By and large, it was the creation of a sinister world that fascinated and engaged Tassaduq Suhail till the end.
This delight in sin, senses and sensuousness sustained Suhail. Beyond his personal taste and indulgence, his scheme of working and style of living posed a challenge to the established norms of society. It must not have been easy to lead a life in which the distinction between personal and public perishes, and everyone is aware of your shameless unconscious (is there any other kind of unconscious?). Tassaduq Suhail was manufactured for being Tassaduq Suhail. Or maybe it was the root of his first name (sadaq in Arabic), truth, that compelled him to speak the truth through his pictures.
Picasso said “art is a lie that makes us realise truth”. A majority of our artists have translated this dictum — in hiding their real personalities for the sake of status in society. Only a few have the guts to express what they feel, without censoring their emotions and imagery. The last one in this league was Ahmed Zoay. For them, what is the point of existing if not conveying one’s inner self, and what is the reason for living if not loving? For both, a person needs courage and clarity.
Even in my brief and formal encounters, I spotted an extraordinary presence — in every sense of the word. I saw him last after his solo exhibition at Full Circle Gallery in Karachi. This was a time when he was not maintaining good health; yet he came down the narrow stairs to greet me at the entrance of his studio flat. He was a kind-hearted person who would never let you worry about his frail health or old age, because soon he would start talking about young women. A friend and gallery owner in Karachi informed me that Suhail sahib told her about his three expenses — imported booze, female ‘models’ and a recently invented medicine for men.
What many would tend to lock in their safety closets, for fear of family and friends, Tassaduq Suhail would never mind disclosing. He shared his personal demons and delights, both in his conversations and on his canvas. Like a psychologist, he knew that every human would identify with that layer of psyche which is raw, terrific, pure and exciting. You could use all these words to describe his art. Instead of being predictable, it unfolded the maker’s soul which was always searching for new meanings, visions and relations. In an interview for the book, 50 Years of Visual Arts in Pakistan, he explained his approach: “… I think 24 hours, I day dream”.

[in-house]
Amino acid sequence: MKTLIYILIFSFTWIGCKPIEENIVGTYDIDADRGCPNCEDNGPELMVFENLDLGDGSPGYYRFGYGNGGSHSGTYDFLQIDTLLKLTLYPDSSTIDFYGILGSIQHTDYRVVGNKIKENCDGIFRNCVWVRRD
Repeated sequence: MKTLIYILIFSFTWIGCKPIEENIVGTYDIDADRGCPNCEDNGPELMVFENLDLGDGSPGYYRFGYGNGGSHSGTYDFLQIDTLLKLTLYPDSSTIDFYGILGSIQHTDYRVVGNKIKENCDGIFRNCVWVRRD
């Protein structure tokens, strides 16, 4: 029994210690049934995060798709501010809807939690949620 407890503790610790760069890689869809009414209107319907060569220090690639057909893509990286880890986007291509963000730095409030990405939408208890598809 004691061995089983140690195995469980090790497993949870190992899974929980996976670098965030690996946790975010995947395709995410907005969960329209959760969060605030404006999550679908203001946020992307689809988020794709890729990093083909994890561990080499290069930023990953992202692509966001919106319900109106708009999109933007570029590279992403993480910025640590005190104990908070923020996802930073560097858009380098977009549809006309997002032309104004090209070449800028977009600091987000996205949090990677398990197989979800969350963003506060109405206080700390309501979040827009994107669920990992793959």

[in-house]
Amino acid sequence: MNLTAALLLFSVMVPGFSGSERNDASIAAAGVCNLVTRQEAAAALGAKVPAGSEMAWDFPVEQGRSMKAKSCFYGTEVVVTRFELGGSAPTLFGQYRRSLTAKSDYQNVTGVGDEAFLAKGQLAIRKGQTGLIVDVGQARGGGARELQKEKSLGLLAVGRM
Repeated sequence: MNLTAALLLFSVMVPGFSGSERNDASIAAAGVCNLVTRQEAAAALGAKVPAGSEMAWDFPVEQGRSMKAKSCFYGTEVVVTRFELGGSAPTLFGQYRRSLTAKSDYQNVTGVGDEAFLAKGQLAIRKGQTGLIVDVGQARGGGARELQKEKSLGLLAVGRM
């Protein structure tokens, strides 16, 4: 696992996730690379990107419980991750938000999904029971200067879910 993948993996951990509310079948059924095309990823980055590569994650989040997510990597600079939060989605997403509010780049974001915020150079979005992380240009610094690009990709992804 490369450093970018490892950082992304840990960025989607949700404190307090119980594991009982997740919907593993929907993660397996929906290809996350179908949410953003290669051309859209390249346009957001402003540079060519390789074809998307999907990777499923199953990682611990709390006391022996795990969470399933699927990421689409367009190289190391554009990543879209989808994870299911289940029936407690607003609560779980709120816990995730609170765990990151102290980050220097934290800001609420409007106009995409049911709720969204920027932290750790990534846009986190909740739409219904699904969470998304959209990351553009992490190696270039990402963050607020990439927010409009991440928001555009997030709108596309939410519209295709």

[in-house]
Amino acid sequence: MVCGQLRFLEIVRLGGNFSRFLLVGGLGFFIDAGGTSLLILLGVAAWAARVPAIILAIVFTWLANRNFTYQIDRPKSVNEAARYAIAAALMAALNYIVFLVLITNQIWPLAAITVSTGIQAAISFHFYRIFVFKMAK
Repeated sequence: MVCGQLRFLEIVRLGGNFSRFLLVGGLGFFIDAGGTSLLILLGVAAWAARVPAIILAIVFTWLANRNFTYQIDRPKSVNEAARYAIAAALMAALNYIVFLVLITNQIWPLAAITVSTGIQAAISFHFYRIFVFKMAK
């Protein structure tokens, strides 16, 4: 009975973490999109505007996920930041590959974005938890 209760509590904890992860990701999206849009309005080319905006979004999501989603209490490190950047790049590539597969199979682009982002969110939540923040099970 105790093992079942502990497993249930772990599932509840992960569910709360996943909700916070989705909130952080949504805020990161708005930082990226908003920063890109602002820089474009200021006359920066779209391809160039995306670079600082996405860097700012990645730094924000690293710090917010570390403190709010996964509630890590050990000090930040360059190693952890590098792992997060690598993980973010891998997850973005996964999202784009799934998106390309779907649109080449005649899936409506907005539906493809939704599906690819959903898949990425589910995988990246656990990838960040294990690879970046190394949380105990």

It is unsurprising that Tassaduq Suhail was an ideal artist — someone who only made friends and no enemies. All his life, he was surrounded by friends and people who loved him in different capacities. He was one of those fortunate artists (Zahoor ul Akhlaq immediately comes to mind) who received unsurmountable warmth and admiration.
Suhail named his collection of short stories, Tanhai ka Safer (Journey of Loneliness). Knowing him, one is sure he wasn’t lonely in his last days nor he would be in the journey he is undertaking now. I know who he would prefer to be with — even in heaven — and don’t need to provide the details. Let Tassaduq Suhail sail through comfortably in the best of company for his final voyage, while he is on way to rest in the pleasure of peace — his art. He told me once, “Anything I like in a painting takes me away to a new story, to a faraway land”. Now he has taken his stories to a faraway land!